Back-up generators come in many types and sizes. There are many that are perfectly capable of powering a heating system during a power outage, but you’ll need to know how much energy your heating system needs, as well as how much energy you’ll be using for other appliances like your refrigerator, television, lights and microwave.
Calculating Your Wattage Use
You’ll have to check your heating system and other appliances to find out exactly how much energy they each use. But just to get a general idea of what this total will be like, we can use some common numbers from current energy star models. On average, a furnace fan takes 400-600 watts to keep running, a refrigerator uses about 200 watts and a microwave consumes about 1,200 watts when in operation.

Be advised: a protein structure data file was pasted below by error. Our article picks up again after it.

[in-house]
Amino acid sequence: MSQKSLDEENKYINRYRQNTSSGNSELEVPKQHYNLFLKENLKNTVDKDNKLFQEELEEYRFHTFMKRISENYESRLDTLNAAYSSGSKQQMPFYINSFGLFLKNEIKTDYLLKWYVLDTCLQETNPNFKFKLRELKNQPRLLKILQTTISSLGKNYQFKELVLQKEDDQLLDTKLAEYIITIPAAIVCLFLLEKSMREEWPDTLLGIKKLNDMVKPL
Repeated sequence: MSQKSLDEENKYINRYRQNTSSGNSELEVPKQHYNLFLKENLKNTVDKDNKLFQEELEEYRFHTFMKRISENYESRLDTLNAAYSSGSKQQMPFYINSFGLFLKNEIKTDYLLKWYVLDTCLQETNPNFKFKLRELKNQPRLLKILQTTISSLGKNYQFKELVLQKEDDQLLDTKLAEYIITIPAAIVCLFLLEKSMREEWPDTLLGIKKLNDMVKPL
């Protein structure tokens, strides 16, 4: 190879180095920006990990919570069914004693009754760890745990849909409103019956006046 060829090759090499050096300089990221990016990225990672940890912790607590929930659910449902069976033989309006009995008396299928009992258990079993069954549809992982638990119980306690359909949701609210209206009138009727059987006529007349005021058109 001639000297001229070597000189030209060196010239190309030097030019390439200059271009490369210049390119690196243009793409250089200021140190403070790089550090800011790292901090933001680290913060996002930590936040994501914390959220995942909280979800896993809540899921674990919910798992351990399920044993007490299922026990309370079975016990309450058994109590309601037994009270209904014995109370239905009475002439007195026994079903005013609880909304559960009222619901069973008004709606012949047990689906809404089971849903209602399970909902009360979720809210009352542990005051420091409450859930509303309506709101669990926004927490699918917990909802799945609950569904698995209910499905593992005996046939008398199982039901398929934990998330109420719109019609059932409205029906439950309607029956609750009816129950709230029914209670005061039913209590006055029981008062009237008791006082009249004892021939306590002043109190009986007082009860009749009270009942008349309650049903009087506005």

These numbers don’t tell the whole story, though, because they don’t take into account the fact that most of these appliances take much more energy to start than they do to keep running. For instance, that same furnace fan requires about 1,600 watts to start and the refrigerator likely needs another 1,600. Of course, you don’t need to turn all of these appliances on at once, so if you’re careful and creative with when and in what order you use them, you can get by with much less available wattage.
Both portable and stationary generators are available in a wide variety of sizes, although stationary systems are generally much more powerful than their portable counterparts. If you plan on powering your home for a long period of time or you have a lot of powerful appliances you want to keep on, a stationary generator may be necessary.